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Oxford School Destroyed Evidence Regarding Shooting – AG Filing

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Oxford School Destroyed Evidence Regarding Shooting – AG Filing; Supplemental Michigan Criminal Complaint Alleges, Judge Acts to Preserve

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Oxford School Destroyed Incriminating Evidence

WASHINGTON, D.C. (December 14, 20210 - A supplemental criminal complaint has been filed with the office of Dana Nessel, Attorney General of Michigan, alleging that the Oxford School Board deliberately destroyed incriminating evidence related to the recent school shooting which left four dead and many more injured, says public interest law professor John Banzhaf.

More specifically, the complaint alleges that, following the shooting and while the school and some of its personnel were under criminal investigation, the school deleted social media accounts and scrubbed school websites which would have strengthened the existing evidence that there was criminal liability as well as civil negligence.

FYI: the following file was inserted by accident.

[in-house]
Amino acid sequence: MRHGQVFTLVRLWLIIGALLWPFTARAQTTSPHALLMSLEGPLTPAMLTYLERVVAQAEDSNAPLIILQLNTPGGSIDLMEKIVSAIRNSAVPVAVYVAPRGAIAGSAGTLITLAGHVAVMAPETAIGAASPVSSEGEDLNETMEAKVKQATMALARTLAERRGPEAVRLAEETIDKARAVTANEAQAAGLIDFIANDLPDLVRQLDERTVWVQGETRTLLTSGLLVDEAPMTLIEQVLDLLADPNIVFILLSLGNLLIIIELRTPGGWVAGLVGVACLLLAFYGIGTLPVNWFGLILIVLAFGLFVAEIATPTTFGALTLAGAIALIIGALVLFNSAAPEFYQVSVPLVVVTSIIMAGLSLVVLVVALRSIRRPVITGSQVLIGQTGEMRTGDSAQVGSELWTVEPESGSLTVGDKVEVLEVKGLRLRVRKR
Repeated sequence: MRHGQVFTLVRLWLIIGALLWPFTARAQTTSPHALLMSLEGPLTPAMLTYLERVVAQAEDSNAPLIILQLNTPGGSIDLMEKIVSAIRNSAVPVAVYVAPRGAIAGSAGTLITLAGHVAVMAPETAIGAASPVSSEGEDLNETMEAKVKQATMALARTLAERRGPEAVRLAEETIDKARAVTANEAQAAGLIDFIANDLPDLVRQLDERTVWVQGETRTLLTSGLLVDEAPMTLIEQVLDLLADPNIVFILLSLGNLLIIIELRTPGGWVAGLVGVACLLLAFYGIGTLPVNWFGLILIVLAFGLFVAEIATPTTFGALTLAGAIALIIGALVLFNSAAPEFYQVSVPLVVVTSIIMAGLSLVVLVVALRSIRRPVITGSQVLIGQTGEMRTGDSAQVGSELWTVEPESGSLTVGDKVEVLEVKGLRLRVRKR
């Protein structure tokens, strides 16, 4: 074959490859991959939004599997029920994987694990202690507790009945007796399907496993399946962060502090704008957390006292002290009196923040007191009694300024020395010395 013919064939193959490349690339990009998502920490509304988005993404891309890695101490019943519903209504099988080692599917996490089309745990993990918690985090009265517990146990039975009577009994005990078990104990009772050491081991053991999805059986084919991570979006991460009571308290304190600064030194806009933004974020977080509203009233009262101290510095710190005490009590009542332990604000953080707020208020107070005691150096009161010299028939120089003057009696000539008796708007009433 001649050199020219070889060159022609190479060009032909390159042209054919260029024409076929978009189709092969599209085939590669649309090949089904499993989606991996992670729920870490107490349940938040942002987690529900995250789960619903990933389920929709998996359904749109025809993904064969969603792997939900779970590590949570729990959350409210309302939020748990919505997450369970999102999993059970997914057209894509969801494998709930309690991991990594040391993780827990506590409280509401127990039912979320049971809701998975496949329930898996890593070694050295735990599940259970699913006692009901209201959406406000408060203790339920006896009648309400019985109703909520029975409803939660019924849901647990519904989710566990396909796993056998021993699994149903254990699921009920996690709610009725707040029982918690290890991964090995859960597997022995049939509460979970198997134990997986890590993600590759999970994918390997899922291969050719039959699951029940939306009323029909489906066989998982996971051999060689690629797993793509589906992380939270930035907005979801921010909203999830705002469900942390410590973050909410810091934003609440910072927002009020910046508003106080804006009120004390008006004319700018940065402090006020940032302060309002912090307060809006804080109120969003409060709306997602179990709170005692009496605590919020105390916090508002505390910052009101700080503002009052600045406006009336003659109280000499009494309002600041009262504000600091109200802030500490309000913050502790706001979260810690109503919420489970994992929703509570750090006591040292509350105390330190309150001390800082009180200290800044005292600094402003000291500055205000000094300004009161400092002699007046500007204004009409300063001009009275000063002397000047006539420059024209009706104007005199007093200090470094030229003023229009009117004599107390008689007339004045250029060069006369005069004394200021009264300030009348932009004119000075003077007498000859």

The new information was filed by Banzhaf to supplement his original formal criminal complaint to Nessel asking her office to conduct a criminal investigation after the school board has turned down here earlier offer to do so. As reported by media outlets:

"A law professor from George Washington University filed a complaint Tuesday asking the Michigan Attorney General's office to investigate Oxford school officials. John F. Banzhaf III told Patch on Tuesday he sent the three-paragraph complaint to the state Attorney General Dana Nessel's office. A similar complaint filed by Banzhaf in Georgia regarding the failed attempt of former President Donald Trump's phone call request to 'Find 11,800 Votes' led to a criminal investigation.  The Oxford school district previously rejected Nessel's offer to conduct an independent investigation to determine the facts that led up to the shooting. Despite the school district's rejection, Nessel said Tuesday her office will review the events that occurred prior to the deadly shooting."

Banzhaf suggests that this new information even more strongly shows why the public should not have to rely upon a so-called "impartial" investigation conducted by a third party hired by the school board.

Where entities suspected of crimes hire an outside firm to investigate, they often pick one likely to be most favorable to the suspect, and to possible overlook (or not look to carefully to find) incriminating evidence. In any event, the outside firm certainly knows what kind of report the suspects hope to receive at the end of their employment, and may seek to provide it in the hopes of not discouraging further business from the entity, the law professor argues.

As a result of the allegations, a judge has ordered that all possibly relevant evidence be preserved, Banzhaf is happy to report.